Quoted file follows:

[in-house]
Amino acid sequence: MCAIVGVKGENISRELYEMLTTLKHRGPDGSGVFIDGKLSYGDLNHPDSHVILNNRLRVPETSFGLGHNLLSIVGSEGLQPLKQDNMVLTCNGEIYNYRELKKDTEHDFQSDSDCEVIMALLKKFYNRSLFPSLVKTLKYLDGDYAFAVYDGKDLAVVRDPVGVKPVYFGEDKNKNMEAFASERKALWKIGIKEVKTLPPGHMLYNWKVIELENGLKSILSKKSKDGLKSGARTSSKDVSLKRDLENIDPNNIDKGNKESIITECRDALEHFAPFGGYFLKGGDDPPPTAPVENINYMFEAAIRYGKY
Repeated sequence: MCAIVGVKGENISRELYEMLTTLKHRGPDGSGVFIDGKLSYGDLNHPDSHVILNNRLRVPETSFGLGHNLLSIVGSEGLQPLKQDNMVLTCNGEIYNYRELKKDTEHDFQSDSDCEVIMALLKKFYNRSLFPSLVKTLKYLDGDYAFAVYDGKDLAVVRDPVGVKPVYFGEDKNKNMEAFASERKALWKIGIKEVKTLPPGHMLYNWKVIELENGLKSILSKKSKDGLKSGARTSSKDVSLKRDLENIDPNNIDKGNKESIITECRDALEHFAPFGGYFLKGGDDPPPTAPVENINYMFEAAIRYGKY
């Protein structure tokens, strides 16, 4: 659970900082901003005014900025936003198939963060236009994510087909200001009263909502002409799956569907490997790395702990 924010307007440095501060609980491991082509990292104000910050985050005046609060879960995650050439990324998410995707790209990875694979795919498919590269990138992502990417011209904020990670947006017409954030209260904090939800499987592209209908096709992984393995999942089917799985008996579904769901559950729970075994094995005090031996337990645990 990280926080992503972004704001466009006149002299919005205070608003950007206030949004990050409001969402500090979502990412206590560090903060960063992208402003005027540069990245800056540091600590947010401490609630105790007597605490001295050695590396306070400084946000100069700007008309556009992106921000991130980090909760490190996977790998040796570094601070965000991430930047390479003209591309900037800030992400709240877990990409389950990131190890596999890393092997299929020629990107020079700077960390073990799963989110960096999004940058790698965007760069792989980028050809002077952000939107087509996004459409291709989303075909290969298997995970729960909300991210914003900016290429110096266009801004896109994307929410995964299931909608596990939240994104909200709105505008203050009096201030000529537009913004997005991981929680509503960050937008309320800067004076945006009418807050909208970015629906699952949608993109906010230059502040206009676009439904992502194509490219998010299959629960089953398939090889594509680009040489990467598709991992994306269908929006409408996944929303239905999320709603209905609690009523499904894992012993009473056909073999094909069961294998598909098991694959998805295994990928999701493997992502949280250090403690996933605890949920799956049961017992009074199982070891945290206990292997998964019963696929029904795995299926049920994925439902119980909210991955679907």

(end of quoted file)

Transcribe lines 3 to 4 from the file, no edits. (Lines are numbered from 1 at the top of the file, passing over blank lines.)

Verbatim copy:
Repeated sequence: MCAIVGVKGENISRELYEMLTTLKHRGPDGSGVFIDGKLSYGDLNHPDSHVILNNRLRVPETSFGLGHNLLSIVGSEGLQPLKQDNMVLTCNGEIYNYRELKKDTEHDFQSDSDCEVIMALLKKFYNRSLFPSLVKTLKYLDGDYAFAVYDGKDLAVVRDPVGVKPVYFGEDKNKNMEAFASERKALWKIGIKEVKTLPPGHMLYNWKVIELENGLKSILSKKSKDGLKSGARTSSKDVSLKRDLENIDPNNIDKGNKESIITECRDALEHFAPFGGYFLKGGDDPPPTAPVENINYMFEAAIRYGKY
């Protein structure tokens, strides 16, 4: 659970900082901003005014900025936003198939963060236009994510087909200001009263909502002409799956569907490997790395702990 924010307007440095501060609980491991082509990292104000910050985050005046609060879960995650050439990324998410995707790209990875694979795919498919590269990138992502990417011209904020990670947006017409954030209260904090939800499987592209209908096709992984393995999942089917799985008996579904769901559950729970075994094995005090031996337990645990 990280926080992503972004704001466009006149002299919005205070608003950007206030949004990050409001969402500090979502990412206590560090903060960063992208402003005027540069990245800056540091600590947010401490609630105790007597605490001295050695590396306070400084946000100069700007008309556009992106921000991130980090909760490190996977790998040796570094601070965000991430930047390479003209591309900037800030992400709240877990990409389950990131190890596999890393092997299929020629990107020079700077960390073990799963989110960096999004940058790698965007760069792989980028050809002077952000939107087509996004459409291709989303075909290969298997995970729960909300991210914003900016290429110096266009801004896109994307929410995964299931909608596990939240994104909200709105505008203050009096201030000529537009913004997005991981929680509503960050937008309320800067004076945006009418807050909208970015629906699952949608993109906010230059502040206009676009439904992502194509490219998010299959629960089953398939090889594509680009040489990467598709991992994306269908929006409408996944929303239905999320709603209905609690009523499904894992012993009473056909073999094909069961294998598909098991694959998805295994990928999701493997992502949280250090403690996933605890949920799956049961017992009074199982070891945290206990292997998964019963696929029904795995299926049920994925439902119980909210991955679907």